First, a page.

After serving the agency in various capacities for 30 years, the head of the Texas Commission on the Arts is planning to retire this year. Over three decades, Ricardo Hernandez has played a huge role in keeping the arts alive and thriving in Texas. Houston Public Radio’s Jim Bell reports.
Hernandez came to the Commission on the Arts in 1977 as an Artist in Residence, and joined the TCA’s staff in 1980. He worked his way up to Deputy Director in 1988, and became Executive Director in 2002. He says it’s a great way to spend 30 years, but it’s also been a struggle for respect, because there are those who don’t think supporting the arts is something the state should be doing.
“Because I’ve always believed that one of the problems that TCA has, besides the fact that there are certain people who don’t believe in public policy for the arts, or that there should be any, is that, unlike other agencies, our value to the state itself, outside of our constituency is not recognized.”
Hernandez is a strong believer in arts education and taking the arts to the public. Among other projects, Hernandez helped create TCA’s Arts Education Initiative, an inner city artist residency program, and Project BRIDGE, which held summer reading programs for children in housing projects across the state. Hernandez also has a broad definition of what “art” is. It’s more than paintings in museums or music in concert halls and opera houses. Art can be found everywhere.
“Unlike our colleagues, say in the sports world and in other arenas, we’ve been very reluctant in the arts to recognize the avocational part of the arts. So when you’re visiting with someone who perhaps took piano all their life, and still today plays the piano and plays it well, they don’t perceive themselves as artists and they don’t perceive that activity as being art.”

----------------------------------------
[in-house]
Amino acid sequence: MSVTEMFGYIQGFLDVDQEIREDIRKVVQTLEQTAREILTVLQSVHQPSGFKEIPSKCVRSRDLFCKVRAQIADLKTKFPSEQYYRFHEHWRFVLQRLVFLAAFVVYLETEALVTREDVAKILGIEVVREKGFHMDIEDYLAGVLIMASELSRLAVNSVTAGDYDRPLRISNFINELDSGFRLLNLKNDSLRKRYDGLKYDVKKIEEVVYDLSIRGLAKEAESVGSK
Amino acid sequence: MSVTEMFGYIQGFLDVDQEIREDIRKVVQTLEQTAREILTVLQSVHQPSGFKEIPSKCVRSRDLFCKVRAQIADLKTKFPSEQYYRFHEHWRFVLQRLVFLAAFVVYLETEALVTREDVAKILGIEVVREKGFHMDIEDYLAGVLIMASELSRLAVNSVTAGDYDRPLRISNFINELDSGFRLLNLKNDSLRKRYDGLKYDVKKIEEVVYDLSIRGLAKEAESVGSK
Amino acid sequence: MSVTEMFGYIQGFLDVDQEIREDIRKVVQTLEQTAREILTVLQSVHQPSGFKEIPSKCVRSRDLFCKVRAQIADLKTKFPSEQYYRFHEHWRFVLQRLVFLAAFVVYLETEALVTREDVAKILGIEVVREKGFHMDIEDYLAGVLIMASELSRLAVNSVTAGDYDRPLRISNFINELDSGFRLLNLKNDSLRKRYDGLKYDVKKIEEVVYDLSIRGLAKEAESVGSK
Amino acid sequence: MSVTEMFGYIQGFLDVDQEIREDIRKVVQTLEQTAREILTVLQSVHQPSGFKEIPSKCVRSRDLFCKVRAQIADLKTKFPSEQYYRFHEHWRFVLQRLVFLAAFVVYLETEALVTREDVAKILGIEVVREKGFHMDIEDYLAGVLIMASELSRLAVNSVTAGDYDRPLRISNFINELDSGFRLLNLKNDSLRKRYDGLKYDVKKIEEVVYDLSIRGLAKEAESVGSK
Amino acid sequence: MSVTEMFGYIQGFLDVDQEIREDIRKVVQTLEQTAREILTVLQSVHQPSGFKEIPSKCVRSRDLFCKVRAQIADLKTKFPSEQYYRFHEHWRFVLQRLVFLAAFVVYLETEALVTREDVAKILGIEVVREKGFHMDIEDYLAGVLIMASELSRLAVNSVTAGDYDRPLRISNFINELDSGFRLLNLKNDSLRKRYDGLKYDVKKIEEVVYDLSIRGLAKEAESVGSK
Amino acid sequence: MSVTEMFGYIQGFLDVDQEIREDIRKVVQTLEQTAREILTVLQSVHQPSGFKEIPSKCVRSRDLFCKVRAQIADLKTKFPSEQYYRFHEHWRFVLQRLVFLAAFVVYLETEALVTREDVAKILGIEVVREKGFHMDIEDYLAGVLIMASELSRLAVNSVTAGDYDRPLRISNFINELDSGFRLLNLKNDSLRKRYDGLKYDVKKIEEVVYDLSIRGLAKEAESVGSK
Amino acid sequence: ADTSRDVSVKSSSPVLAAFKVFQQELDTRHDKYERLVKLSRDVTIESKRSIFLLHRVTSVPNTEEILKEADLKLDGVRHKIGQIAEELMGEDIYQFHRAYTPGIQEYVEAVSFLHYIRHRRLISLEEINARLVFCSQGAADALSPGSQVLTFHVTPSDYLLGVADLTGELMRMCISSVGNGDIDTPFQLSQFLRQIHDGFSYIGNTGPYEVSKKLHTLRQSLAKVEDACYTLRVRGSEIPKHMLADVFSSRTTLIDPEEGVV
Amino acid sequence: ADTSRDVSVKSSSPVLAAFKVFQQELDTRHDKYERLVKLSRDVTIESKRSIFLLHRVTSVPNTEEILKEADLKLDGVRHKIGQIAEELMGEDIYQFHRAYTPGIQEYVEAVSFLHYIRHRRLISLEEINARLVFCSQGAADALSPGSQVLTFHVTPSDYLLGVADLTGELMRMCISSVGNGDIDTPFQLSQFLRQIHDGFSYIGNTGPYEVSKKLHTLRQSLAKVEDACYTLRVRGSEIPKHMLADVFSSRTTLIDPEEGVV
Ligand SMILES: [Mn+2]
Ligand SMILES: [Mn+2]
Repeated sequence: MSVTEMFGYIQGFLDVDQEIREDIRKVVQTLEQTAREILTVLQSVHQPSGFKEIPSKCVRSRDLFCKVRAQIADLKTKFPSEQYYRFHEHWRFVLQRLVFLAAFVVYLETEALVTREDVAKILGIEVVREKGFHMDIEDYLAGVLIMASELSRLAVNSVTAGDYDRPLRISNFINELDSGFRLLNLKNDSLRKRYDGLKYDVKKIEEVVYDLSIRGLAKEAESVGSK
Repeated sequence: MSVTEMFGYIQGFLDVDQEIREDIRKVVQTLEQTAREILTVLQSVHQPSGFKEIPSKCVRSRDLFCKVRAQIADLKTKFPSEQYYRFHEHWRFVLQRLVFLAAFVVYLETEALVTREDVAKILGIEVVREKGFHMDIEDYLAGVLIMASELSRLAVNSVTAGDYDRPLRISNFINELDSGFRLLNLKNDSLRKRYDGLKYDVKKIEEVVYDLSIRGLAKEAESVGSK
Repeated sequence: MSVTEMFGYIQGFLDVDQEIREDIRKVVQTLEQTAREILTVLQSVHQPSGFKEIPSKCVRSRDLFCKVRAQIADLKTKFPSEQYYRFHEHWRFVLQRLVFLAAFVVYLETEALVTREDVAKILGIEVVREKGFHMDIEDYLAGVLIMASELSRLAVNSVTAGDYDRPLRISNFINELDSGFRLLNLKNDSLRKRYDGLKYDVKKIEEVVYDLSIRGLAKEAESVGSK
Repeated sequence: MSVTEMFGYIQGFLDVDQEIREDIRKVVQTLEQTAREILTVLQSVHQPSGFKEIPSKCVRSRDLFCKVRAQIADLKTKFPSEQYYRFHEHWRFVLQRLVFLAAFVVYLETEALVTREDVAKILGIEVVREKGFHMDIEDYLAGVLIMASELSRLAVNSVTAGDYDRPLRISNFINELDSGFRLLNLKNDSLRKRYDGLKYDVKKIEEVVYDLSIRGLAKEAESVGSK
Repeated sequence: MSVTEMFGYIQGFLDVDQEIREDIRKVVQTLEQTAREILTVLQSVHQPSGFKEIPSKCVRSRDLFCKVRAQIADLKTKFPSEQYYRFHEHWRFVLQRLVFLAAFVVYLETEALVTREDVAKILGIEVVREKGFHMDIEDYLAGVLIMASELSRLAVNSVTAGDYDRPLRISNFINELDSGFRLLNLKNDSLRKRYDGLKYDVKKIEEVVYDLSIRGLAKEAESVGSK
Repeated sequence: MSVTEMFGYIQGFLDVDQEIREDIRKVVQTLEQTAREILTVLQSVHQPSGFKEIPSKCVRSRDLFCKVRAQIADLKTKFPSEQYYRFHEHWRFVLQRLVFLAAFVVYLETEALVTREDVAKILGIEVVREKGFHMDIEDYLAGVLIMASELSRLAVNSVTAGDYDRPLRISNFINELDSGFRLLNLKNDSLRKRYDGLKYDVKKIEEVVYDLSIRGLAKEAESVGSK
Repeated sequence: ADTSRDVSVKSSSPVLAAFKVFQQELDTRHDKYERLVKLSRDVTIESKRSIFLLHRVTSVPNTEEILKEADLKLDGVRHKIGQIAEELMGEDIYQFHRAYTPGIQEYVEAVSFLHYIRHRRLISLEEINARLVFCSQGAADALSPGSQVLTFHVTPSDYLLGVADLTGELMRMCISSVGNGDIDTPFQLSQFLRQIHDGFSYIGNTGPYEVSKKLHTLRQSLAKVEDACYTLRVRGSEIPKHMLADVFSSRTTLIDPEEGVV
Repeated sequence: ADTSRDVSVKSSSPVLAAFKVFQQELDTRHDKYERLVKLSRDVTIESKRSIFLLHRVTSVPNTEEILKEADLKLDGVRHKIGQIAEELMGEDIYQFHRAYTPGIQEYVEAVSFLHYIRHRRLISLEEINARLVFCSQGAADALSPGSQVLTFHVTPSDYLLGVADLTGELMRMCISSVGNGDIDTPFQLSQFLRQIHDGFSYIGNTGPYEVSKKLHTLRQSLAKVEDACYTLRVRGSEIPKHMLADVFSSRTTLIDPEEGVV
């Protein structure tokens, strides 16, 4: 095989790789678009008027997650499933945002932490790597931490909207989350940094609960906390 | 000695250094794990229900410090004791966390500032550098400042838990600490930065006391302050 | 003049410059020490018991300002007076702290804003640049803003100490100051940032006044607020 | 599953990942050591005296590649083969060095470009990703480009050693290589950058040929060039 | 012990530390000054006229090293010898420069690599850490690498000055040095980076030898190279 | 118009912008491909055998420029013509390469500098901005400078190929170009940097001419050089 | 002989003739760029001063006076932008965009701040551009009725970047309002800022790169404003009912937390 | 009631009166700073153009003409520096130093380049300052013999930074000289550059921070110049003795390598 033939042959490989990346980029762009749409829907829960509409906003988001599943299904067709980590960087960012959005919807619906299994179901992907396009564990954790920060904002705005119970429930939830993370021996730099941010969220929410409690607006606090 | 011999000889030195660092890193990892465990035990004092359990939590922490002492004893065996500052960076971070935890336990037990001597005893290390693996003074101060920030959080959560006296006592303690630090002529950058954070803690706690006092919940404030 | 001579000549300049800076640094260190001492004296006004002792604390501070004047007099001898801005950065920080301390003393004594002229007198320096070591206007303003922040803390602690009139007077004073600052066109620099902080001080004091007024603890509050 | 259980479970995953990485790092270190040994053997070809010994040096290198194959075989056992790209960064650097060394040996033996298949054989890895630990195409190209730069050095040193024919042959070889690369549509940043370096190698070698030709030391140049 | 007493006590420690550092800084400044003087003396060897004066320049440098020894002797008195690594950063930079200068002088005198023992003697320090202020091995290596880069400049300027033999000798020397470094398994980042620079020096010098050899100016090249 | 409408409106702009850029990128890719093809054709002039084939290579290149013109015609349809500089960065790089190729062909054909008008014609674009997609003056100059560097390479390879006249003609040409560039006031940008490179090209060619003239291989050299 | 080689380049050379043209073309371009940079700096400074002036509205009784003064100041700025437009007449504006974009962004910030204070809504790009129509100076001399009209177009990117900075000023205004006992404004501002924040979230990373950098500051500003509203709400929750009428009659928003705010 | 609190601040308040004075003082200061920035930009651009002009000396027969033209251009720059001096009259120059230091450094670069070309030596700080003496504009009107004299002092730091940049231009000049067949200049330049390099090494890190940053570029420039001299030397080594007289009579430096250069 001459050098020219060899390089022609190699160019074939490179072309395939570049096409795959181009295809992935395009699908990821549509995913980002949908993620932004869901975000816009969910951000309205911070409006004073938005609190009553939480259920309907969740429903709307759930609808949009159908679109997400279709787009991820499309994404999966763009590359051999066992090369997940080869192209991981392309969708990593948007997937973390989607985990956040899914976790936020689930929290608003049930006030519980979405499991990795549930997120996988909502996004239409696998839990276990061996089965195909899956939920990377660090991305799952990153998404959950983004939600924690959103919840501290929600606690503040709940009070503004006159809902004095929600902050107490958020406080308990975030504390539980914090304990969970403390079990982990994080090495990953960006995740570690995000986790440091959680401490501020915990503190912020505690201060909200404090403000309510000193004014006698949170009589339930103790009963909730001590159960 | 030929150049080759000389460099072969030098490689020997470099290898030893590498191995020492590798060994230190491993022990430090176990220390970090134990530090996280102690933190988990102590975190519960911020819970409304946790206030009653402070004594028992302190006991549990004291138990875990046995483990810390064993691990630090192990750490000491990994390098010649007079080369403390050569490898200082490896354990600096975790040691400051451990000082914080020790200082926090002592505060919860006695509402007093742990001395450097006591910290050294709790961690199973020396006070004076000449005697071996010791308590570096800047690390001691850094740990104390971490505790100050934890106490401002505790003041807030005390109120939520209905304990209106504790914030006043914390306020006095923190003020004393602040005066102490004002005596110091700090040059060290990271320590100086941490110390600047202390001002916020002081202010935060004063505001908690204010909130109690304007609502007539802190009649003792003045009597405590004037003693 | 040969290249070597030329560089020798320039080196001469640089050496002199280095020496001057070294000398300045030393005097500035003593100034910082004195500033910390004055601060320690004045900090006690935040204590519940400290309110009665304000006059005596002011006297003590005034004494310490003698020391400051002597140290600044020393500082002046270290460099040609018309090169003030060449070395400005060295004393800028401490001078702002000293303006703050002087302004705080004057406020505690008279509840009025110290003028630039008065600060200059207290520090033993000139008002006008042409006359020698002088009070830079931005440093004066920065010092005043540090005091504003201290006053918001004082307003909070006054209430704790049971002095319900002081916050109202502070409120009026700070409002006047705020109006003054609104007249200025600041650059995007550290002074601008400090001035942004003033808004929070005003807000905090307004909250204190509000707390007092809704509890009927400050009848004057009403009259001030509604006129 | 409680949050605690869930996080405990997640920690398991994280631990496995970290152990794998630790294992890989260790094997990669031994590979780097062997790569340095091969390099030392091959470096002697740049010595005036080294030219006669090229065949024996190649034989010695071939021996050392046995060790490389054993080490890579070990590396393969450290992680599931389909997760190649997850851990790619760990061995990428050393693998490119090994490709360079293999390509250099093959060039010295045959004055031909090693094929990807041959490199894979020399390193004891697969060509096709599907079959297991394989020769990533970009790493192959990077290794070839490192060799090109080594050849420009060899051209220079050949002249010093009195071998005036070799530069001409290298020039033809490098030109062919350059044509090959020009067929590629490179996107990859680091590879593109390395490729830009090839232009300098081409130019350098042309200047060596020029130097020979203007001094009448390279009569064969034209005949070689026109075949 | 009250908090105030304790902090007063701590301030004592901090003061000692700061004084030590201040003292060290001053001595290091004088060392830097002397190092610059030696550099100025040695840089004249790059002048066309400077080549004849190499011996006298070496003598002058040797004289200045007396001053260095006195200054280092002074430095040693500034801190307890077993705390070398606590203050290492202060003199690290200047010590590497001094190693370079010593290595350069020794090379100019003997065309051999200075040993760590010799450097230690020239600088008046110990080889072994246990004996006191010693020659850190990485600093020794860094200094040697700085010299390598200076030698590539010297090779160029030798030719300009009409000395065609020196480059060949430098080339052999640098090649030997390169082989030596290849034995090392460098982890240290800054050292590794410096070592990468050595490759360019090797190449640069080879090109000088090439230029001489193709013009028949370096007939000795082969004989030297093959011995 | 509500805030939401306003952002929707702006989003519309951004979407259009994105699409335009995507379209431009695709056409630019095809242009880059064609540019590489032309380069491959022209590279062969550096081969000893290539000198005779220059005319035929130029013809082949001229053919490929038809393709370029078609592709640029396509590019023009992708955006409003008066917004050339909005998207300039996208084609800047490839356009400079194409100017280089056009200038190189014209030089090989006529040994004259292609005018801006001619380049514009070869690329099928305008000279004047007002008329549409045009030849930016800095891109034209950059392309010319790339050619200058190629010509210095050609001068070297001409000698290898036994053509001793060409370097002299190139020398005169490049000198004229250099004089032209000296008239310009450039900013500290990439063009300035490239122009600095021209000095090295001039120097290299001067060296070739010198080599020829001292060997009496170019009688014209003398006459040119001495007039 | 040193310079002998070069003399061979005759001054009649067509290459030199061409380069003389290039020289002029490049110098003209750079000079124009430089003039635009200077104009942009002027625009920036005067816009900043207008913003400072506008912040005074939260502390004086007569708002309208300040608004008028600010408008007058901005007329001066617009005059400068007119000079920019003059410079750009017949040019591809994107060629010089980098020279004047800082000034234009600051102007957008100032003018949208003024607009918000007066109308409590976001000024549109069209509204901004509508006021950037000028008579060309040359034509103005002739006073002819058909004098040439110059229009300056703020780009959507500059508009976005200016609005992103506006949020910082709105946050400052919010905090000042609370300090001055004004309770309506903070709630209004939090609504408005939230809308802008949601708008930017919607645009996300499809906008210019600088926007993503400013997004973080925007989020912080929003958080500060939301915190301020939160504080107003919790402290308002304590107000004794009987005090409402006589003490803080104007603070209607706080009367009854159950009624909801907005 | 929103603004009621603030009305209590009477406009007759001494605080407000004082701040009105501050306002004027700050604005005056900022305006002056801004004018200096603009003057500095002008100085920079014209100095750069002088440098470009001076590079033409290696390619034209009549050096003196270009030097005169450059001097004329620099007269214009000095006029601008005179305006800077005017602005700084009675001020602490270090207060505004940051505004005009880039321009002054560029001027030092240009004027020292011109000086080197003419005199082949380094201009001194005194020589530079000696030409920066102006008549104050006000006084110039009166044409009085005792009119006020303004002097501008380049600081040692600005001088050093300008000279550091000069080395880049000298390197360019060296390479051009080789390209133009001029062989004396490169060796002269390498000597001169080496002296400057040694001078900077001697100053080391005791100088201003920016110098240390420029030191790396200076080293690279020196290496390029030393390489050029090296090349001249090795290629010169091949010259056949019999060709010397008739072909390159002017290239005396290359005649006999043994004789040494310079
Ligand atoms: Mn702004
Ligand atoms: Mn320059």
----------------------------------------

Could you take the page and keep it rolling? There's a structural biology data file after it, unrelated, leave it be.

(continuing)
Hernandez has done a lot to modernize the back office at the arts commission. In 1997, he launched TCAnet, a website that’s regarded as the most comprehensive system of its kind in the country. Hernandez says they do the best they can with the meager funding they get from the legislature.
“If the Texas Commission on the Arts had a ten million dollar a year budget, it could do the maximum of the work its capable of doing for a very very long time. We have about half of that today. So the challenge is to get people to understand that this small investment in the context of this giant multi-billion dollar budget that the state has is really investing in an asset, not in a cost center.”
Ricardo Hernandez — his friends call him Rick — will retire August 31st, and he plans to get back to doing what he loves most — creating visual art. The TCA board will start looking for his replacement sometime in the spring. Jim Bell, Houston Public Radio News.